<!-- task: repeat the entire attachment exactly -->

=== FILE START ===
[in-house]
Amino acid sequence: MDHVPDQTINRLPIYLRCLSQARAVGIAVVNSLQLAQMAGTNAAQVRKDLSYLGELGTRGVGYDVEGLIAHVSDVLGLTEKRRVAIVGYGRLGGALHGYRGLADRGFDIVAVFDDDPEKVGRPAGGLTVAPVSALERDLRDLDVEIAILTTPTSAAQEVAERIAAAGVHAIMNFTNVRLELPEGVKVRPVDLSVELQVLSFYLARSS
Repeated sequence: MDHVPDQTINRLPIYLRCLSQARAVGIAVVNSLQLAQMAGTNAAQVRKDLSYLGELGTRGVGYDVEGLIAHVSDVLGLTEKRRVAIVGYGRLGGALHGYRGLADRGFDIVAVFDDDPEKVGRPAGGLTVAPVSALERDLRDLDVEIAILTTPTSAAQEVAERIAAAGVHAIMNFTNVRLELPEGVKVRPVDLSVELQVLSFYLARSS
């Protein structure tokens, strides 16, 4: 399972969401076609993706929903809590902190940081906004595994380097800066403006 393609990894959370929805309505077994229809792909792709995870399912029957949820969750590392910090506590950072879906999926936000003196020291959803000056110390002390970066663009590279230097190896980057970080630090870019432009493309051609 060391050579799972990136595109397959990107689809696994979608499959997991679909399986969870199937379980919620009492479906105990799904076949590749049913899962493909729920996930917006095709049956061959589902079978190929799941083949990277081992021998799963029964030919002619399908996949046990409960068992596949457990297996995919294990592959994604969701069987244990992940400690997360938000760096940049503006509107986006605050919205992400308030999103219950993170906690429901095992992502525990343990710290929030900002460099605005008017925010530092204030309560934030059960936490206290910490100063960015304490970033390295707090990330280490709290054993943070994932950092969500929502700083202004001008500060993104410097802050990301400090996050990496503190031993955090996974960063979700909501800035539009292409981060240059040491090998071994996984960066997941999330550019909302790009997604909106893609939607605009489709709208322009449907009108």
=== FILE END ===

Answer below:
[in-house]
Amino acid sequence: MDHVPDQTINRLPIYLRCLSQARAVGIAVVNSLQLAQMAGTNAAQVRKDLSYLGELGTRGVGYDVEGLIAHVSDVLGLTEKRRVAIVGYGRLGGALHGYRGLADRGFDIVAVFDDDPEKVGRPAGGLTVAPVSALERDLRDLDVEIAILTTPTSAAQEVAERIAAAGVHAIMNFTNVRLELPEGVKVRPVDLSVELQVLSFYLARSS
Repeated sequence: MDHVPDQTINRLPIYLRCLSQARAVGIAVVNSLQLAQMAGTNAAQVRKDLSYLGELGTRGVGYDVEGLIAHVSDVLGLTEKRRVAIVGYGRLGGALHGYRGLADRGFDIVAVFDDDPEKVGRPAGGLTVAPVSALERDLRDLDVEIAILTTPTSAAQEVAERIAAAGVHAIMNFTNVRLELPEGVKVRPVDLSVELQVLSFYLARSS
């Protein structure tokens, strides 16, 4: 399972969401076609993706929903809590902190940081906004595994380097800066403006 393609990894959370929805309505077994229809792909792709995870399912029957949820969750590392910090506590950072879906999926936000003196020291959803000056110390002390970066663009590279230097190896980057970080630090870019432009493309051609 060391050579799972990136595109397959990107689809696994979608499959997991679909399986969870199937379980919620009492479906105990799904076949590749049913899962493909729920996930917006095709049956061959589902079978190929799941083949990277081992021998799963029964030919002619399908996949046990409960068992596949457990297996995919294990592959994604969701069987244990992940400690997360938000760096940049503006509107986006605050919205992400308030999103219950993170906690429901095992992502525990343990710290929030900002460099605005008017925010530092204030309560934030059960936490206290910490100063960015304490970033390295707090990330280490709290054993943070994932950092969500929502700083202004001008500060993104410097802050990301400090996050990496503190031993955090996974960063979700909501800035539009292409981060240059040491090998071994996984960066997941999330550019909302790009997604909106893609939607605009489709709208322009449907009108």